The number of students taking online courses in K-12 has increased exponentially since the inception of virtual schools in 1996. However, K-12 virtual schooling is a relatively new concept for those involved in teacher education. As teacher education departments build pre-service preparation programs, in-service professional development opportunities, and state-wide endorsements and certifications, they will need to do so with a firm grasp of existing standards and practices within the field. This paper describes several major attempts to form standards and best practices. In doing so, it also explores the research backing and the need for additional research to support such standards. The paper concludes with a discussion about the various roles future teachers might play in virtual school work and the associated standards that would guide their instruction. (Contains 3 tables and 1 figure.)
Technology and the Deep Play of Intercultural Teacher Education: A Reflection on Two Seminal Writings of Clifford Geertz01/01/2005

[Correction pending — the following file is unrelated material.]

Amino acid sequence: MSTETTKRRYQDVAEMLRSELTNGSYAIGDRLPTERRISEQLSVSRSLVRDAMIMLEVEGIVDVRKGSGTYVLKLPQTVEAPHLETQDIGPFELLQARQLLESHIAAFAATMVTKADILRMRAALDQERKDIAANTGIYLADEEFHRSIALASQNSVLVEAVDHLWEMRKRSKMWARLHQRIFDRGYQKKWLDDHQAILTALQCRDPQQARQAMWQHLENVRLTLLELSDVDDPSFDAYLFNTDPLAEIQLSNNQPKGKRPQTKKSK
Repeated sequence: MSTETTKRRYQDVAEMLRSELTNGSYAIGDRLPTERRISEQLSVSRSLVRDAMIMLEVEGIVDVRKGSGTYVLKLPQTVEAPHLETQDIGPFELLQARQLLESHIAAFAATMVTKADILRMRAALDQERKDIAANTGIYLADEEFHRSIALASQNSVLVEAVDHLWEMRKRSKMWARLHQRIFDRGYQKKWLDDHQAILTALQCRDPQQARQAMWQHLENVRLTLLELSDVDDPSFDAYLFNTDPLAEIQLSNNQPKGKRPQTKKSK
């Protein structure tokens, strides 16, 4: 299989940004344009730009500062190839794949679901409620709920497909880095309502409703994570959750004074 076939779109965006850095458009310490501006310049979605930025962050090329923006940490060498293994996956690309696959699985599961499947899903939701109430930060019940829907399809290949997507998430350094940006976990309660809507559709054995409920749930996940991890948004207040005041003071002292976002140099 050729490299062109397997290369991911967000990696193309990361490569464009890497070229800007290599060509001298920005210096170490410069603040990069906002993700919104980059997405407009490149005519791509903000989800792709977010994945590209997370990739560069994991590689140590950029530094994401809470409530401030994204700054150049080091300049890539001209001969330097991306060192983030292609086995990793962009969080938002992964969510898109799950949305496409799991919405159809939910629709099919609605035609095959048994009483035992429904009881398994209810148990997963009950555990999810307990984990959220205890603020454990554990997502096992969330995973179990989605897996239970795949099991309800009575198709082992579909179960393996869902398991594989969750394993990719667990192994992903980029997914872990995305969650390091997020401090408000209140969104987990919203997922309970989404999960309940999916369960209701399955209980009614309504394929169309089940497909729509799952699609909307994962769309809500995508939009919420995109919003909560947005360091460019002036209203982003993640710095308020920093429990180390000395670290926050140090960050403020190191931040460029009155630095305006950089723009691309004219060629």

The selection of a seminal piece on intercultural issues in technology and teacher education was challenging. Researchers interested in the field come from numerous fields of study, including education, anthropology, sociology, psychology, economics, business, international relations, and communication. The two essays by Cliffort Gertz (1973a, b) discussed in this paper come from the anthropological field to challenge readers with important questions about what it really means to appreciate and model intercultural education. Gertz's essays established the terms deep play and webs of significance. Two illustrations are provided of how technology can be used in teacher education to address these issues: Reading Classroom Explorer, which is a tool that can be used to promote intercultural appreciation of pedagogical and student diversity; and K-12/university professional development communities. The paper ends with a discussion about culture, teacher education, and educational technology that recognizes the challenges of multiple cultures and the role of thick description to get at such cultures. When this mature intercultural view of educational technology is realized, it is easier to see that the concept of a digital divide is often oversimplified and should be related to processes of adoption and diffusion of innovations (Rogers, 1995) through multiple cultures and intercultures.